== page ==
Name: Teddy Yarosz
Nationality: US American
Hometown: Monaca, Pennsylvania, USA
Age at Death: 63
Height: 5′ 10″
The Tyrone (PA) Daily Herald
12 Sept 1934
Teddy Yarosz Is New Middleweight King
Gets decision in 15 Rounds
Over Vince Dundee
Teddy Yarosz, youthful boxing idol oof the steel district, ruled the middleweight class today by lifting the crown from titleholder Vince Dundee in a 15 round split decision battle here last night. Yarosz dethroned the champion but the chorus of boos that greeted the verdict showed it was far from a popular verdict. Two judges split the decision and it was left to Al Grayber, referee of Pittsburgh , to cast the deciding vote in favour of the Monaca battler.
The battle,marked by an absence of punching power on the part of both fighters, lacked the colour and glamour of a title match. It was exceedingly tame and not altogether pleasing to the crowd of 28,000.
Unofficial scores gave Yarosz a slight edge in six rounds and four to Dundee. Five were even. But the dethroned champion forced the issue. He kept pressing in and followed the challenger as Yarosz resorted to his peculiar style of combat. He continually pushed his left hand into Dundee’s face and then circled the ring.
Neither battler displayed any hitting power. Dundee’s weaving style and his experience caused Yarosz to miss frequently but the loser found it difficult to land any telling blows. Both men left the ring unmarked. At the final bell both Yarosz and Dundee were tired and weary. Neither was floored during the fifteen rounds although one or the other fell during clinches on three different occasions.
Dundee entered the ring holding a 1 lb advantage over his opponent. He displayed a determined defiant air and relied heavily upon his experience and knowledge rather than an aggressive attack to carry him to victory. Yarosz was eager and obviously nervous. His desire to win the match and title caused him to miss many blows to the champions head as the latter danced around the ring.
The early rounds were uninteresting as Yarosz assumed his peculiar stance. Pushing his left glove into Dundee’s face and circled the ring while the champion pursued. Repeated warnings to Dundee from the referee for hitting low brought a complaint from the titleholder that Yarosz was pushing the glove to the low mark.
As the battle proceeded Dundee’s experience and ring knowledge became more obvious. He weaved his head and shoulders forcing Yarosz, anxious to pile up an advantage, to miss many good blows.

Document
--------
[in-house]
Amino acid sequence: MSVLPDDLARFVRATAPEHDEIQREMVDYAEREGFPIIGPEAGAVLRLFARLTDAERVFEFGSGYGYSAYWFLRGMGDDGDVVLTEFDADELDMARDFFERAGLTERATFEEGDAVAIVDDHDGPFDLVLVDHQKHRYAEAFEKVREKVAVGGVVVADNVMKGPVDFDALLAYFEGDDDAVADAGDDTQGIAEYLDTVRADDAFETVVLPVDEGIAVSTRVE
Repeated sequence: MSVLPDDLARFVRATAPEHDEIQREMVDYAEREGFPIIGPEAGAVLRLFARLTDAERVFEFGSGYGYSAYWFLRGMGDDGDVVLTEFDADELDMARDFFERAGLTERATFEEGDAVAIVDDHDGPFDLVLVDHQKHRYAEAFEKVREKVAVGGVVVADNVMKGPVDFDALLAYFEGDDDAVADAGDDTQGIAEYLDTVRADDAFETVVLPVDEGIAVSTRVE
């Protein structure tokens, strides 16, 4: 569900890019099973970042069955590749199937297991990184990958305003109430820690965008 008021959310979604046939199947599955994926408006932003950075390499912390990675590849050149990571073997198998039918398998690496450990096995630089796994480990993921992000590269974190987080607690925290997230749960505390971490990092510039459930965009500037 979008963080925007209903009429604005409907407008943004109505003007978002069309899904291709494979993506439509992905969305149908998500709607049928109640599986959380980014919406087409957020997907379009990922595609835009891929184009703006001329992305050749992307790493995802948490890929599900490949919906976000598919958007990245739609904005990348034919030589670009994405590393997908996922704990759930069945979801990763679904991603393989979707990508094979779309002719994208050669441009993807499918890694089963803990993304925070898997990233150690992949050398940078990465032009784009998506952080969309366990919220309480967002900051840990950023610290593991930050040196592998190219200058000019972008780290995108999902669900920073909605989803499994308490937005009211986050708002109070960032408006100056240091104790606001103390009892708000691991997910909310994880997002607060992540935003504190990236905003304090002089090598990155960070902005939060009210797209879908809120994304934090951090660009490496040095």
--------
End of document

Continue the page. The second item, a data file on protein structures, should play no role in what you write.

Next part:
Dundee’s bid for victory in the final round fell short. Some of his blows found there mark and Yarosz weakened. The challengers pace was retarded as he stumbled awkwardly about the ring. Still he showed no signs of going down as he fought back until the bell.
Then he trudged slowly to his corner when Dundee moved with equal uncertain steps toward his handlers.The decision was as unpleasant to Yarosz as it was disappointing to Dundee who had been defeated twice before in non title bouts by the newly crowned champion.
The Morning Herald, Uniontown, PA
20 Sept 1935
YAROSZ IS BADLY BEATEN IN SECOND
MATCH WITH BABE
Champion Floored Twice During Fight; Suffers Badly Wrenched Knee Early in Bout
TEDDY RALLIES GAMELY
Babe Risko, ex-.sailor won the middleweight boxing championship tonight by defeating Teddy Yarosz, of Monaca in a 15-round bout at Forbes Field. The Syracuse slugger received unanimous decision of the Judges after flooring the champion twice and pounding him steadily throughout the fight.
The barrel-chested Syracuse battler kept up a constant attack that the Pittsburgh boy could not overcome. In the sixth and again in the seventh round Teddy went down , each time for anine count. Yarsoz. Who won the title just a year and eight days ago from Vince Dundee was groggy at times but he was able to come back strong and weather the best of Risko's pile-driving punches.
It was the second time Risko defeated Yarosz — the first time by a technical knockout in seven rounds last New Years Day at Scranton, Pa. Yarosz's right knee was bandaged by his handlers after the fourth round and it seemed to bother him during the rest of the fight. Yarosz blamed an injury to this knee for his defeat at Risko’s hands in Scranton. He limped slightly in the closing rounds.